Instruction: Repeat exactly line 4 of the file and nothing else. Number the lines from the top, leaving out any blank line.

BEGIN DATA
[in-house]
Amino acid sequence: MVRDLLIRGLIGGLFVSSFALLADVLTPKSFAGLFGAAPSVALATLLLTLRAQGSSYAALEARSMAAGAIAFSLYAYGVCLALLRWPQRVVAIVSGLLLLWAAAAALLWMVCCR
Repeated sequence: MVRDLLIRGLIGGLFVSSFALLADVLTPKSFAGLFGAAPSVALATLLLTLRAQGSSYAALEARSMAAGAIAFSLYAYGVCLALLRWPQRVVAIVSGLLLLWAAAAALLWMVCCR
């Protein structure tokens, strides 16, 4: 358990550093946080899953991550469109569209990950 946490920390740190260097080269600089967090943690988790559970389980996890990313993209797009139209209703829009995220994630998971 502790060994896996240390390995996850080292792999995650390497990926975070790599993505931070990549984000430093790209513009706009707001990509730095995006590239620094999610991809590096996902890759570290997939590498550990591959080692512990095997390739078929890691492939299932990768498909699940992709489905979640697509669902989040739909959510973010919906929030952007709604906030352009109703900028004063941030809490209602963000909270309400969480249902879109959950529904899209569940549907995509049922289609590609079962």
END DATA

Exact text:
């Protein structure tokens, strides 16, 4: 358990550093946080899953991550469109569209990950 946490920390740190260097080269600089967090943690988790559970389980996890990313993209797009139209209703829009995220994630998971 502790060994896996240390390995996850080292792999995650390497990926975070790599993505931070990549984000430093790209513009706009707001990509730095995006590239620094999610991809590096996902890759570290997939590498550990591959080692512990095997390739078929890691492939299932990768498909699940992709489905979640697509669902989040739909959510973010919906929030952007709604906030352009109703900028004063941030809490209602963000909270309400969480249902879109959950529904899209569940549907995509049922289609590609079962």